27 January 2019 (Transcript of the speech, exactly as it was delivered)
Last Sunday, I had the privilege to join mourners from around the world to pay my respects to 6 unknown victims of the Shoah – including a child.
It was an incredibly moving moment, not just for the Jewish community, but for our entire country.
These holy souls or Kedoshim, were “torn from home” – somewhere that should have been a place of safety, comfort and security.
They lived and died through one of the darkest chapters in human history, but rest today in the loving embrace of our Jewish community here in the UK.
As I reflected on this, I was reminded of my father-in-law, who escaped Nazi Germany and came to Britain with the help of the MI6 agent, Frank Foley, who’s actions also saved the lives of thousands of other Jews.
But as we honour the millions of victims of the Shoah today, we remember those families who weren’t so lucky.
Those who never made it home.
Those who were brutalised and murdered.
Those whose lives were cut short and whose loss provides a stark and powerful legacy to us all.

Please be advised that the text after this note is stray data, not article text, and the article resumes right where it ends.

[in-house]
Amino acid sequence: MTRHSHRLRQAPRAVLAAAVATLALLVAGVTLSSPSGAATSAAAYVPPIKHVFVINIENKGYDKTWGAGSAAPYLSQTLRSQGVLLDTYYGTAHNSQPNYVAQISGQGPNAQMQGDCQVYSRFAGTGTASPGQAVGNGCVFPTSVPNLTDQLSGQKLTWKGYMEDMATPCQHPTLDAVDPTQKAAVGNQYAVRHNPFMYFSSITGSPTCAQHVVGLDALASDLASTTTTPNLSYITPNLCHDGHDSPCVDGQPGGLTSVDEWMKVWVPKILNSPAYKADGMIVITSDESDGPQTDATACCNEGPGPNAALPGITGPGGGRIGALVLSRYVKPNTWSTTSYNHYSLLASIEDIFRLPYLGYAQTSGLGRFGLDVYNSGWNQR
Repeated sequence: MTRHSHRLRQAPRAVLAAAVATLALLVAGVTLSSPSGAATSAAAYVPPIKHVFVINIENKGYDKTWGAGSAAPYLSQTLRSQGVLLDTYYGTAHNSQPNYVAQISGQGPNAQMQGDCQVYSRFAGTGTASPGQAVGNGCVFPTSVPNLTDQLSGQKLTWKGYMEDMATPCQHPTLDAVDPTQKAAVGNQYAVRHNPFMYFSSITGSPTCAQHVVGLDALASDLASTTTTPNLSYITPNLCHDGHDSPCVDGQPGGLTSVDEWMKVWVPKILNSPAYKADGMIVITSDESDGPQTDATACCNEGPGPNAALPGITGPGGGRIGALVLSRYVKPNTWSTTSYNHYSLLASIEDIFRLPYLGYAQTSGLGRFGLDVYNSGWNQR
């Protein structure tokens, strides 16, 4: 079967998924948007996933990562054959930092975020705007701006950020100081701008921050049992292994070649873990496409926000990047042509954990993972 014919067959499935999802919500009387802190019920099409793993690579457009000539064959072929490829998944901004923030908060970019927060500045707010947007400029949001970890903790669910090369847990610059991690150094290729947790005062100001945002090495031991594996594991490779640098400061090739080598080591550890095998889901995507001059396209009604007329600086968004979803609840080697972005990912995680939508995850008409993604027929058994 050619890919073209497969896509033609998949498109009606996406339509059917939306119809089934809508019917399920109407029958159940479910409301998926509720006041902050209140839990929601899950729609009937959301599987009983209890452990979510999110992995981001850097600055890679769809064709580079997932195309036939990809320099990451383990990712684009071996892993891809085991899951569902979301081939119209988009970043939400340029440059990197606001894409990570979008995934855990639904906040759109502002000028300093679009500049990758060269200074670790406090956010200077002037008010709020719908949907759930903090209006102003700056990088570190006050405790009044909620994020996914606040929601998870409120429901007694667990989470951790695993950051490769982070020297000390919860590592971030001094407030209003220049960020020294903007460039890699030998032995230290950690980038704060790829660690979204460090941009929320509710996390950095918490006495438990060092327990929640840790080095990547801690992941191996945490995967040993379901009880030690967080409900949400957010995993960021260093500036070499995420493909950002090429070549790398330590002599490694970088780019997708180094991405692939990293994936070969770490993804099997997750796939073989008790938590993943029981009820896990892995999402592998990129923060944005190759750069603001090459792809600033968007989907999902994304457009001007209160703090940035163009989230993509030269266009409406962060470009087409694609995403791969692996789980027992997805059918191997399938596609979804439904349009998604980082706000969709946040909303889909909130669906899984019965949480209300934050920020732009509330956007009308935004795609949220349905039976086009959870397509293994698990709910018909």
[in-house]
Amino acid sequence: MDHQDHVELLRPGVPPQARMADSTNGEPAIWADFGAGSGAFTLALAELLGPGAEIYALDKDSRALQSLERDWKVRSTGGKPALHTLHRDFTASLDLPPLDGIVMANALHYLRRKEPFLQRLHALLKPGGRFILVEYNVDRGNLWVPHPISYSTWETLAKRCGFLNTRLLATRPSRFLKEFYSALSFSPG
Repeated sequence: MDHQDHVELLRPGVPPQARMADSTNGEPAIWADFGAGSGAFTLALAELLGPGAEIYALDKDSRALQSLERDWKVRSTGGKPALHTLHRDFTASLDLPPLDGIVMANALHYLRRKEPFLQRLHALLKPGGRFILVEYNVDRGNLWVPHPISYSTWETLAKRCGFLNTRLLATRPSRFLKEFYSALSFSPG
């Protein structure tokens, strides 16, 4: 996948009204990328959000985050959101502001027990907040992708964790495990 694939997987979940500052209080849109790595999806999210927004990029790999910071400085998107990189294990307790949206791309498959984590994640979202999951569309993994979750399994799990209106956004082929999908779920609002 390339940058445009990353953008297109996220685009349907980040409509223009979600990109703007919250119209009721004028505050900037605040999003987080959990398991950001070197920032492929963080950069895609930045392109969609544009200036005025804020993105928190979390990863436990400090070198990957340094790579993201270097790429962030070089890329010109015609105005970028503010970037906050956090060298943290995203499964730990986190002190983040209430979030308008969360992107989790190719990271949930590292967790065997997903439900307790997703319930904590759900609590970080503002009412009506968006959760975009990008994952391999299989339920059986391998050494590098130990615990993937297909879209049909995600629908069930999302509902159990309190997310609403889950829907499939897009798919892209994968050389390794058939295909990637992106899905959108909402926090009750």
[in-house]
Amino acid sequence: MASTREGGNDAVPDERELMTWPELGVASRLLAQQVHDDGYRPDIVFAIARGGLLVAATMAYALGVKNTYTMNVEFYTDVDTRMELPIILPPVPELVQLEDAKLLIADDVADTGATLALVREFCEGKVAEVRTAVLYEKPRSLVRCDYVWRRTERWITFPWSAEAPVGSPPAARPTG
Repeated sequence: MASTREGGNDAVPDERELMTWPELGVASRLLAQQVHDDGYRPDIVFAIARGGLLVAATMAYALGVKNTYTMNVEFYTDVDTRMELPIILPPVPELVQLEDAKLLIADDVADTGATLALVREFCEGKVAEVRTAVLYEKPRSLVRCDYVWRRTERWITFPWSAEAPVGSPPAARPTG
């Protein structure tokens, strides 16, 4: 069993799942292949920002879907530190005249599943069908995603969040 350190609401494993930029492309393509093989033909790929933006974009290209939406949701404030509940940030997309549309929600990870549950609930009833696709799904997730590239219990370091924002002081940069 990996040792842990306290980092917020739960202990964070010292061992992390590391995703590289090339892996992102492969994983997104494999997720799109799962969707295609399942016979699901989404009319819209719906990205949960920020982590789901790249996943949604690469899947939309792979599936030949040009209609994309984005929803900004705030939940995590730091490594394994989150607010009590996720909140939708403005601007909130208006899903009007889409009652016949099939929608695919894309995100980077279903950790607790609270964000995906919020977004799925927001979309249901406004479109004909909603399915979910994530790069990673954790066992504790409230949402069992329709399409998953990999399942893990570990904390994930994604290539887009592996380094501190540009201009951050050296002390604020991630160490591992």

A legacy that demands we challenge hatred and bigotry wherever it exists.
A legacy that requires that we say “never again” we really mean it.
Sadly, this is a lesson that we are still learning.
40 years ago, the Khmer Rouge claimed the lives of one quarter of the population through mass murder and starvation.
25 years ago, almost one million Rwandans were murdered in 100 days.
And horror returned to our continent as we witnessed the murder of over 8,000 mostly Muslim men and boys in Srebrenica.
We still imagine that these barbarities belong in the history books.
And yet today – 74 years since the Nazi death camps were liberated – antisemitism is on the rise, here and abroad.
And Jewish communities are once again living in fear.
This troubles me deeply and must trouble us all.
I want to reassure our Jewish community that you are an intrinsic part of what makes Britain Great and the government will always stand by you to challenge bigotry and intolerance…
…and reaffirm our commitment to ensuring that future generations never forget where hatred can lead, and that we will not walk by on the other side where it is present.
Our new National Holocaust Memorial and Learning Centre will help us do that - a permanent reminder at the heart of our democracy.
Because we all know: tolerance and reconciliation begins at home and that we all have our part to play to ensure home is truly a place of safety, security and of strength.